Archive - November 2009

1
What Influences the Price of Oil?
2
How Much Should You Convert to a Roth IRA?
3
Open a Roth IRA for Your Child
4
The First-Time Homebuyer Credit Expansion
5
Free Financial Presentations by NAPFA

What Influences the Price of Oil?

The decline in crude oil prices that began in mid-2008 was historic – plunging over $90 per barrel in just eight months. Over the past four months, however, crude oil prices have spiked up nearly $30 per barrel. Today’s chart provides some perspective on the historic decline and recent spike with a long-term view of inflation-adjusted West Texas Intermediate Crude.

Today’s chart illustrates that most oil price spikes were a result of Middle East crises and often preceded or coincided with a US recession. It is also interesting to note that the recent spike in oil prices has brought the …

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How Much Should You Convert to a Roth IRA?

When people find out how much tax they would have to pay to convert their IRA from traditional to Roth, it’s often times a conversion show stopper.  Even if all the analysis shows that conversion would be clearly beneficial to their after-tax retirement income levels or provide estate planning benefits, there’s a gigantic psychological hurdle with writing a check to the IRS sooner rather than later.  However, the conversion decision can become more attractive when you realize it’s not an all or nothing decision.  You can choose to convert just part of your traditional IRA balance.   Partial Roth Conversion Strategy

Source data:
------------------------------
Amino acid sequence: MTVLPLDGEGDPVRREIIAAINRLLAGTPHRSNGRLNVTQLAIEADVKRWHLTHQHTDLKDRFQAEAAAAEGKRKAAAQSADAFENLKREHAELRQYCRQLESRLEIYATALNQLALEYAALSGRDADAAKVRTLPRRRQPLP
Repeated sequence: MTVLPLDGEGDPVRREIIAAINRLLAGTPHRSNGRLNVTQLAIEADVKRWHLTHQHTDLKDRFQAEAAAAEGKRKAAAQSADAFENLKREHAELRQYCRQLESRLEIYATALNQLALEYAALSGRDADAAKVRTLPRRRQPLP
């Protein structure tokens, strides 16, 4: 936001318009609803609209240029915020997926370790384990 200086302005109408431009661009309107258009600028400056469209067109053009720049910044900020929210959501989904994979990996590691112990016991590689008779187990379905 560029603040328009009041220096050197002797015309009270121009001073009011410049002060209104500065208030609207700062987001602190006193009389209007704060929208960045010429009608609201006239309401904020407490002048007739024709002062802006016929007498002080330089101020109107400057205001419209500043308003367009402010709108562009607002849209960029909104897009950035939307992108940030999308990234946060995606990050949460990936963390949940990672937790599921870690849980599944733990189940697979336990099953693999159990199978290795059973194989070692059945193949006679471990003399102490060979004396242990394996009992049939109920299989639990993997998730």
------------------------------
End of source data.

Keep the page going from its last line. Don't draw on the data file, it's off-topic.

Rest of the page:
How do you decide

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Open a Roth IRA for Your Child

Here’s a very good idea to consider – if you have a teenager who has a part-time job, rather than putting those earnings solely into a savings account (or worse, a car), open a Roth IRA.  The money contributed to this account will mostly be tax free, since the first $5,700 (2009 figures) of earned income is not taxed for a single filer that is a dependent of another.Open a Roth IRA for Your Child Since contributions to the Roth IRA are “after tax”, the first $5,000 earned (for 2009 and 2010) and the future earnings on that income will never be taxed if contributed to… Read More

The First-Time Homebuyer Credit Expansion

The following information was released by the IRS on 11/25/2009 as Tax Tip 2009-13:

If you are in the market for a new home, you may still be able to claim the First-Time Homebuyer Credit. Congress recently passed The Worker, Homeownership and Business Assistance Act Of 2009, extending the First-Time Homebuyer Credit and expanding who qualifies.

Here are the top 10 things the IRS wants you to know about the expanded credit and the qualifications you must meet in order to qualify for it.

  1. You must buy – or enter into a binding contract to buy a principal residence –
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Free Financial Presentations by NAPFA

There is a free offer that everyone should know about. The National Association of Personal Financial Advisors is providing free monthly educational presentations about personal finance to the public.

“The Basics of Investments” is the next presentation and will be on December 4th from 10 to 11 am. Most people have read about stocks and bonds or have heard people talk about them but this is the opportunity to get the basics about what they are, how they operate, risks associated with each and what might be appropriate for you.

Future topics include:

  • Advanced investment concepts – January 8,
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